The Three R’s of Historical Fiction

Research. Rewrite. Research again. These three “R’s” are things I have learned while figuring out how to write a novel. I am no expert but I love sharing practical application things I’ve learned along the way. But maybe you’ll find these helpful and as you write!

The First

In the world of online gaming, I’m what they call a “noob.” In the world of writing, I am also a “noob.” Whether you’re a “noob” or a well-seasoned author, some level of research is needed no matter what genre you’re writing.

If you know anything about research, you know that you can so easily get down that rabbit hole. One train leads to another leads to a- well, you get the idea. Using all those facts you build your outline – so you can show off your knowledge of the time period. You spend all that time reading up on everything so it deserves to be there.

Right? Not necessarily.

The Second

Okay, so you’ve written that first draft. Added plots, and chose the big historical events to anchor everything together. However, something isn’t quite right with it so you scour your manuscript several times. You even set it aside for a day or two. And when you come back BAM…there it is. As obvious as obvious can be; a giant, glaring hole or crossed wire.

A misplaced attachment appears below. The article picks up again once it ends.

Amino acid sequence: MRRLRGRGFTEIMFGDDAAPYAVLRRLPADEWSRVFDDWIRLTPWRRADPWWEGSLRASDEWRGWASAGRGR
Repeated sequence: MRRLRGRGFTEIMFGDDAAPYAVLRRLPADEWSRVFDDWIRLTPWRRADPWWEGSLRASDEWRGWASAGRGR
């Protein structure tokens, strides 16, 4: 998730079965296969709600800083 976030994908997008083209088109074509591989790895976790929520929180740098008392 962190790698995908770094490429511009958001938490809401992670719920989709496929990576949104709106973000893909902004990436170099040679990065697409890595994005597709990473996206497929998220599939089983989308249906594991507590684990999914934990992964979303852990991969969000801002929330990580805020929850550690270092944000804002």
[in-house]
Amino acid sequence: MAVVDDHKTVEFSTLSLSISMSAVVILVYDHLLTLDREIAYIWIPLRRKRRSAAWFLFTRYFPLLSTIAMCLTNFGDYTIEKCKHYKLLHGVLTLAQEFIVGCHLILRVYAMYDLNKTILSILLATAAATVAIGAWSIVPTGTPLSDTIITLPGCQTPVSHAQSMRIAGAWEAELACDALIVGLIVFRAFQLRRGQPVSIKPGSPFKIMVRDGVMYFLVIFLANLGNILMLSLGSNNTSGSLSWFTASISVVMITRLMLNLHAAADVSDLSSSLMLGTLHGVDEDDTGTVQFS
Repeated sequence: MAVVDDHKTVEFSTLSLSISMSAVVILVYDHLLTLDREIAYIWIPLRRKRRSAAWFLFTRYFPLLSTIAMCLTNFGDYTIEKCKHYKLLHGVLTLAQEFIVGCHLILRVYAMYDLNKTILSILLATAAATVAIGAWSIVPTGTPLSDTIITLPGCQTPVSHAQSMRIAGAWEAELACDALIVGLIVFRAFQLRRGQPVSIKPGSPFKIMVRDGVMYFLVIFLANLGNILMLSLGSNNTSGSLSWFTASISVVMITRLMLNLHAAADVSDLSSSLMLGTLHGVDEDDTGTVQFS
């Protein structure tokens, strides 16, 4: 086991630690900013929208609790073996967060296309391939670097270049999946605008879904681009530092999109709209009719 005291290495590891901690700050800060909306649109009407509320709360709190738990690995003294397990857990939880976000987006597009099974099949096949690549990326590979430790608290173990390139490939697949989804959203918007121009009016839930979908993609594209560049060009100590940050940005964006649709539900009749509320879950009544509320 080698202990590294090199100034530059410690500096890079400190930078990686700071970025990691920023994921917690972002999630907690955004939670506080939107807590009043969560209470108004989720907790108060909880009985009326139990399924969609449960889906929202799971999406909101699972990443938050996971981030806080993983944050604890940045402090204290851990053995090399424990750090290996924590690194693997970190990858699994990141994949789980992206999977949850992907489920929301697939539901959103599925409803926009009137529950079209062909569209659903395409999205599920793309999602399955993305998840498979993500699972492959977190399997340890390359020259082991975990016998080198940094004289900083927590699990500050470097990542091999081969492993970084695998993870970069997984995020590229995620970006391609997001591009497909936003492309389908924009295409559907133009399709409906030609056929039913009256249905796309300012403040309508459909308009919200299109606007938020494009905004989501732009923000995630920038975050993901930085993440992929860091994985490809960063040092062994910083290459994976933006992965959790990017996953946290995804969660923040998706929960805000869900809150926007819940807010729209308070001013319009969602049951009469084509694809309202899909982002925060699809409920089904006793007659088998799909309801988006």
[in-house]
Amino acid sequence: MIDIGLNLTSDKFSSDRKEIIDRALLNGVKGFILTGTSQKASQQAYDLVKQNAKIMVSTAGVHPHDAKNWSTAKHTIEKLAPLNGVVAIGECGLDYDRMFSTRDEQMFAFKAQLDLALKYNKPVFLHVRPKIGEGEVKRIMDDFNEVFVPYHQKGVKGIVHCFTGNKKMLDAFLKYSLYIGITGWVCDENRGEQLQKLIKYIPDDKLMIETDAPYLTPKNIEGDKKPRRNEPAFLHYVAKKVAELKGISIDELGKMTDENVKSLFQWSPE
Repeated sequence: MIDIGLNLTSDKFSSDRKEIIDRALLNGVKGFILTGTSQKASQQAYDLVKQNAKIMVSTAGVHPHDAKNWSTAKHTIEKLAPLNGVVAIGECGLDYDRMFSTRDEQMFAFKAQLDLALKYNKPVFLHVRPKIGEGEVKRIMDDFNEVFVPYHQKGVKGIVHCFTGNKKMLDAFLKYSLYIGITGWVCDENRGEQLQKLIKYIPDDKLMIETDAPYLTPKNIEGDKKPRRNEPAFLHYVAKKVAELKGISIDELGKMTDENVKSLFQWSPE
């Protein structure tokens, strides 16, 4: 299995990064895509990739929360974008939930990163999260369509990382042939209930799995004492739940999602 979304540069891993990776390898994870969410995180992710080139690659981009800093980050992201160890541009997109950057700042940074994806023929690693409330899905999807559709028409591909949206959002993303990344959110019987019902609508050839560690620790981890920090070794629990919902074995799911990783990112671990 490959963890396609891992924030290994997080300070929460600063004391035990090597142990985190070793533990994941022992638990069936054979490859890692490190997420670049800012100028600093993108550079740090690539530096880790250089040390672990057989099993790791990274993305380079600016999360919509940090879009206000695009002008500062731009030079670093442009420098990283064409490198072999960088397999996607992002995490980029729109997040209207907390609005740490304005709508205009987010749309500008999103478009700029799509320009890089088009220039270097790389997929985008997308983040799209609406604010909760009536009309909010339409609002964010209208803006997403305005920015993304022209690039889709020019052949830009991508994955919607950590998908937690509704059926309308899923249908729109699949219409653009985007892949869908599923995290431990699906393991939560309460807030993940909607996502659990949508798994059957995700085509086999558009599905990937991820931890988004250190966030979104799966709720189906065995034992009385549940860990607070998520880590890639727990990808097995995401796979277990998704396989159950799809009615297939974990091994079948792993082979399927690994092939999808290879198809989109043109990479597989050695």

1. Do you leave it as is and explain things through prose later? or
2. Do you rework it into something awesome?

You choose number 2. The good news is, now that you see the error (or, what I did, errors. As in plural), you know what’s necessary to include and what can be implied. Back to the books and drawing board you go!

The Third

This “R” might seem like a cop-out of the first one and in a way it is. Though this time you can make purposeful choices. That whole rabbit hole concept I mentioned earlier can now be honed, tweaked, specified and so on. You can use specifics at the beginning to set the tone for your time period, but you don’t need to include every minute detail to get the point across. Now that you’ve hashed out what works and what doesn’t, your plots and sub plots are a bit more manageable.

The thing of it is, everyone has their own writing style and their own “rules” with what works for them. This process has helped my brain sort out the bombardment of facts I found myself piled under. I knew writing any form of historical fiction was going to be a beast of a project but I willingly took it on. So use your strengths, knowledge and tallyho! Research, rewrite and research again.

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